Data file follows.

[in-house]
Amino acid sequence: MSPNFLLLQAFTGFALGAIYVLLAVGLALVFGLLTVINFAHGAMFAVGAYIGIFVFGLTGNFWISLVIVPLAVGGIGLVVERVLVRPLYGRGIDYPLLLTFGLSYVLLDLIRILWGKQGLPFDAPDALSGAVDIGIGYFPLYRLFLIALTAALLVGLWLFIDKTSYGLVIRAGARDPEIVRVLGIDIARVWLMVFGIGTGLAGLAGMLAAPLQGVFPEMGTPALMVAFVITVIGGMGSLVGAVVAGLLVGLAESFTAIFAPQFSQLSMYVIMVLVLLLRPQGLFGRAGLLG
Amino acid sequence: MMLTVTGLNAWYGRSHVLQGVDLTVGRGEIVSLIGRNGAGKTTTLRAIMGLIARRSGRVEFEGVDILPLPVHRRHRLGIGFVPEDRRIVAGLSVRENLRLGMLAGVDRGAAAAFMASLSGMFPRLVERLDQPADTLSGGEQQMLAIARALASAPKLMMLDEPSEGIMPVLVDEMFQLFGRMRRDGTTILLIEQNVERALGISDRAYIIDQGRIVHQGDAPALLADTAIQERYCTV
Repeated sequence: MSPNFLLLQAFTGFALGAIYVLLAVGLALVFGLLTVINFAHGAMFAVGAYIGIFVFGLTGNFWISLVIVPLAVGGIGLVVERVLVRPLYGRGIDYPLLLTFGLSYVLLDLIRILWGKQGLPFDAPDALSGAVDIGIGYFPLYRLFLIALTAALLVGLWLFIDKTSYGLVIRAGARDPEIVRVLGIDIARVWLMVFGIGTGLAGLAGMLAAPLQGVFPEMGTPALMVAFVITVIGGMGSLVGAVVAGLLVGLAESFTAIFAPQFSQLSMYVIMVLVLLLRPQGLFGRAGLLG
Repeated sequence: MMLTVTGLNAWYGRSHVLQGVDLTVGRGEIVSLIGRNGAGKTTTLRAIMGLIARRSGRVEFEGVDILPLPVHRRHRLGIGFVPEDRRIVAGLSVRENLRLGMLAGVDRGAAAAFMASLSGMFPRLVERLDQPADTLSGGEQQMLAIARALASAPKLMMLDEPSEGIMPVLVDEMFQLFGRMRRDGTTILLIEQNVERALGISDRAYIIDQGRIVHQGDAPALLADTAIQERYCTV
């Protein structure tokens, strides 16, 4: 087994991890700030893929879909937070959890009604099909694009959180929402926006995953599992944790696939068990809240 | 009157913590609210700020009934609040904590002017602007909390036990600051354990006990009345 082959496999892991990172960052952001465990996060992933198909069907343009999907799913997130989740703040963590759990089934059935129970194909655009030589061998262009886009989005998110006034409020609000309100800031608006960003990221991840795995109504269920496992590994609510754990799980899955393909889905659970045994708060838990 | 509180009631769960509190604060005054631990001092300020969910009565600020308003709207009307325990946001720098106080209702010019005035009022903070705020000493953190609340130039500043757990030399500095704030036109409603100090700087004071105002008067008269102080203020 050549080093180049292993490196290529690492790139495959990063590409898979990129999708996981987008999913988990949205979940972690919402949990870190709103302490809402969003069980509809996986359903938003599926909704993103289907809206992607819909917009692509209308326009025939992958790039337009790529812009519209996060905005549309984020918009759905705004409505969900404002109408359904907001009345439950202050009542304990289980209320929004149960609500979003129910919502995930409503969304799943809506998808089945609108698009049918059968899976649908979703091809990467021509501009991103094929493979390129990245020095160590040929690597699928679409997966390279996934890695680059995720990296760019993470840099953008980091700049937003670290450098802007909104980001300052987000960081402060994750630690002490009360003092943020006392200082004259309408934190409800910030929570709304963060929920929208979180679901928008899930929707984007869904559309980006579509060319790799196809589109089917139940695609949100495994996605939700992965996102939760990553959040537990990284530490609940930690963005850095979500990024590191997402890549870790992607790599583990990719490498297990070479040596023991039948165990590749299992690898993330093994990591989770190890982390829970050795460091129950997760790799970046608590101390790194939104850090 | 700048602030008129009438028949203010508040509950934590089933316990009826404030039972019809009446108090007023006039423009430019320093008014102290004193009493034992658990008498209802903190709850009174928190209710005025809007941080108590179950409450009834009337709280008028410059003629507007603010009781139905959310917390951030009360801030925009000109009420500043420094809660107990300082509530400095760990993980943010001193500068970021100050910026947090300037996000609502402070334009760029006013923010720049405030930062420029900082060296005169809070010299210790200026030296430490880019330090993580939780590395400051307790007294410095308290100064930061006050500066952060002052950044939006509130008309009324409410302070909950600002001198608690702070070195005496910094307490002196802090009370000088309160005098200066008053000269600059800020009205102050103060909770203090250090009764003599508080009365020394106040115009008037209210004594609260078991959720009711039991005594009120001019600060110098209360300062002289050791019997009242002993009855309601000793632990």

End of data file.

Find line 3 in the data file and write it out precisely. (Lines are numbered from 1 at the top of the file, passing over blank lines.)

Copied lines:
Amino acid sequence: MMLTVTGLNAWYGRSHVLQGVDLTVGRGEIVSLIGRNGAGKTTTLRAIMGLIARRSGRVEFEGVDILPLPVHRRHRLGIGFVPEDRRIVAGLSVRENLRLGMLAGVDRGAAAAFMASLSGMFPRLVERLDQPADTLSGGEQQMLAIARALASAPKLMMLDEPSEGIMPVLVDEMFQLFGRMRRDGTTILLIEQNVERALGISDRAYIIDQGRIVHQGDAPALLADTAIQERYCTV